Philadelphia Inquirer, 10-18-05
Turmeric, the Asian spice that makes curry and French's mustard yellow, has yet another life: It is a promising potential weapon against several cancers, Alzheimer's, cystic fibrosis, psoriasis and other diseases.
"We know that it's an effective preventive at low doses," said researcher Bharat Aggarwal of the experimental therapeutics department at the M.D. Anderson Cancer Center in Houston. "The question is whether larger doses can be therapeutic" for disease sufferers.
At least a dozen clinical trials on humans are under way in the United States, Israel and England to test the safety and dosages of turmeric's main ingredient, curcumin. It's a hot topic in health journals, too, cited 967 times since 2000 in articles reported on PubMed, the National Library of Medicine's research service.
The spice, a relative of ginger, comes from the stems of the root of a large-leafed plant widely grown in Asia, especially in the province of Maharashtra in southwest India. The stems are boiled, dried and crushed to a powder with a bitter woody taste that is widely used as a spice and in folk medicines to cure stomach ailments and skin lesions. Turmeric was in use when the first Westerner, Marco Polo, visited the region in the 13th century.
Low rates in India for colorectal, prostate and lung cancers as well as coronary heart disease and Alzheimer's first drew Western researchers to curcumin. While genetics might have explained the low incidences, the rise in rates among Indians whose parents had moved to Western countries suggested a dietary cause. Subsequent lab tests on diseased cells and in mice strengthened claims for curcumin.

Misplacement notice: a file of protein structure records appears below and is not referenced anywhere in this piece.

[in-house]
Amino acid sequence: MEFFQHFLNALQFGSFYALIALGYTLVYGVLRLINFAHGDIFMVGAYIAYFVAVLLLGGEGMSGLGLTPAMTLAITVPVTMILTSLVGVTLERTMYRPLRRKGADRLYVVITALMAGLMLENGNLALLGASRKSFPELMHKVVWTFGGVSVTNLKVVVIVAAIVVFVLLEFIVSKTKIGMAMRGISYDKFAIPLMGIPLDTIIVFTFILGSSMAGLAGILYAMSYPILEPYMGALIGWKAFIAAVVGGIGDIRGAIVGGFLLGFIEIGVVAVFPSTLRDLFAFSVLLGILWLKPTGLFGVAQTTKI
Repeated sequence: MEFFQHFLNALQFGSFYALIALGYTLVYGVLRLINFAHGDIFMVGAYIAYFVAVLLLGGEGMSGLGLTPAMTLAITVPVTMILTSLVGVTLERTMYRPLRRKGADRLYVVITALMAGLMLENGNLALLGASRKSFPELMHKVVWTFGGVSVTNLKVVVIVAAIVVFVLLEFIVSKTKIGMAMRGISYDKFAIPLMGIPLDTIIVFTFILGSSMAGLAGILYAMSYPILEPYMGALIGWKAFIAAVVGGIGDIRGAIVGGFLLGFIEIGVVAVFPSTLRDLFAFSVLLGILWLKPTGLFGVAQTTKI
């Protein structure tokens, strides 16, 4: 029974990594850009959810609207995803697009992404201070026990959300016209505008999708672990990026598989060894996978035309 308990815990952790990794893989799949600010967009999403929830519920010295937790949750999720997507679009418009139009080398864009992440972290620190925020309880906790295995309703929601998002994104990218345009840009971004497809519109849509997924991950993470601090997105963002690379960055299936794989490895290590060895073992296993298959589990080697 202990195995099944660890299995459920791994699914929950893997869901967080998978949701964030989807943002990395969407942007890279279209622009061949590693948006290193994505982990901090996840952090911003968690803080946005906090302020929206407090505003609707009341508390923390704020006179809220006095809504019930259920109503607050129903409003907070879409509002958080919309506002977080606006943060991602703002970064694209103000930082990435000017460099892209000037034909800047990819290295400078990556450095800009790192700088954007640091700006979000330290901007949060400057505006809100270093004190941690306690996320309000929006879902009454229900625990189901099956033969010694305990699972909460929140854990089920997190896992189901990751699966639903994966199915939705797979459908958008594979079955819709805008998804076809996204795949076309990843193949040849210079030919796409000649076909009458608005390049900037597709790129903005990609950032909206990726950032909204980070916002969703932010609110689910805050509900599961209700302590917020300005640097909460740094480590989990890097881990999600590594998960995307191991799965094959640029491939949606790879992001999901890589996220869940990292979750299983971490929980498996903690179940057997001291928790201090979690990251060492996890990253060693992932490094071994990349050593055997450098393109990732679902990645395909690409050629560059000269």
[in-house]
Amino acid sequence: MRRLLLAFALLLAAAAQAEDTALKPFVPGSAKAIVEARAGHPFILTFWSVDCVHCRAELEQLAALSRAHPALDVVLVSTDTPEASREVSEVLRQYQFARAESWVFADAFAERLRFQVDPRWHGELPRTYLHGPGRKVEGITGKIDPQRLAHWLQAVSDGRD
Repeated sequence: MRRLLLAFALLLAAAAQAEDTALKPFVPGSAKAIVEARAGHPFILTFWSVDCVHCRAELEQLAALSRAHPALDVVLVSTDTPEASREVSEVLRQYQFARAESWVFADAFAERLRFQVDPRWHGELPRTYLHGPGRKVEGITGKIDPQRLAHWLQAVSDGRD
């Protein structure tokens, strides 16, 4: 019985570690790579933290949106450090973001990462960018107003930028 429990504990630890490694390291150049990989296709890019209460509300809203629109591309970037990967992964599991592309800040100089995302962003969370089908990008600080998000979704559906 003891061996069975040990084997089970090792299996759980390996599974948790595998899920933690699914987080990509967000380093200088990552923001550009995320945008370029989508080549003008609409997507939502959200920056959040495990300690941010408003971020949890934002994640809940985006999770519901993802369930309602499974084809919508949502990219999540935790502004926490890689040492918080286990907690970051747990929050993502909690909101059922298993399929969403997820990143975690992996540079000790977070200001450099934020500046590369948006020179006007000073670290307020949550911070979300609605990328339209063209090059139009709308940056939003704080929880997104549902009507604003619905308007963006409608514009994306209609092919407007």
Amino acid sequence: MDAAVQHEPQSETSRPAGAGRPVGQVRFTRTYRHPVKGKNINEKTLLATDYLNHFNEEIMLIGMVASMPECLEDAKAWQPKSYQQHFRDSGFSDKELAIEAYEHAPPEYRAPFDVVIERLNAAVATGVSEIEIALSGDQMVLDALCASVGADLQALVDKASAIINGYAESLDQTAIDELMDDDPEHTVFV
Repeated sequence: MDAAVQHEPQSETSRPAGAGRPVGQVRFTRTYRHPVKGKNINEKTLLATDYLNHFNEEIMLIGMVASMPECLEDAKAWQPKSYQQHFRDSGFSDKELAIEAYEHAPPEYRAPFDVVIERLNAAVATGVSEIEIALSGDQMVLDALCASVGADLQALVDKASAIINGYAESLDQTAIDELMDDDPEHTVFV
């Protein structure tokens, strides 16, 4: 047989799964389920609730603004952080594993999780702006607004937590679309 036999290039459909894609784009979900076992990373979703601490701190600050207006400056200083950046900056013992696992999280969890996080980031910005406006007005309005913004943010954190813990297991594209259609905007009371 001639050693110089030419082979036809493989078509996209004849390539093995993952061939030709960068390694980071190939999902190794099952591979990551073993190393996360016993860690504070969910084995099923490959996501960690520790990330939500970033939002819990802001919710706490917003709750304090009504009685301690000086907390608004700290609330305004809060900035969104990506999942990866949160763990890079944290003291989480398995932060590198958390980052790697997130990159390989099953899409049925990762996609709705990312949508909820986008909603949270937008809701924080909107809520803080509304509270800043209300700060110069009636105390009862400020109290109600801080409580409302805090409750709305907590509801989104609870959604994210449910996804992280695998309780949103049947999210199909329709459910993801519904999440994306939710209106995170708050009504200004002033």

It has been demonstrated in animals to protect the liver, inhibit tumors, reduce inflammation, and fight some infections. Curcumin has both antioxidant and anti-inflammatory properties, according to researchers, and may help lower cholesterol.
Unlike newly invented pharmaceuticals, "we know a lot about curcumin because it's been used widely for many years," said Christopher Goss of the University of Washington Medical Center in Seattle. He is recruiting cystic fibrosis patients for a Phase I study of curcumin's safety and efficacy. The patients will take up to 3 grams daily - six of the biggest pills that U.S. pharmacies sell. That is more than 50 times the amount of curcumin in a portion of curry.
Goss also will be seeking insight into findings reported last year in the journal Science that curcumin corrects the cystic fibrosis defect in mice. The defect, which suppresses a mutant protein essential to cell health, results in thick mucus that fatally clogs the lungs and pancreas. Researchers from Yale University and the University of Toronto found that curcumin treatment released the protein and enabled cells and membranes to function normally, at least in mice.
Cystic Fibrosis Foundation Therapeutics Inc., a nonprofit drug-research arm, sponsored this study and Goss'. Among Indians and Pakistanis living in England, the cystic fibrosis rate is 1 in 10,000, according to an epidemiological study. That compares with 1 in 2,500 among Caucasians. Rates in India and Pakistan are unknown.
In the less regulated dietary-supplement industry, curcumin's popularity is surging. Grant Ferrier, the editor of Nutrition Business Journal, projects sales of $20 million in 2005 compared with $15 million last year.
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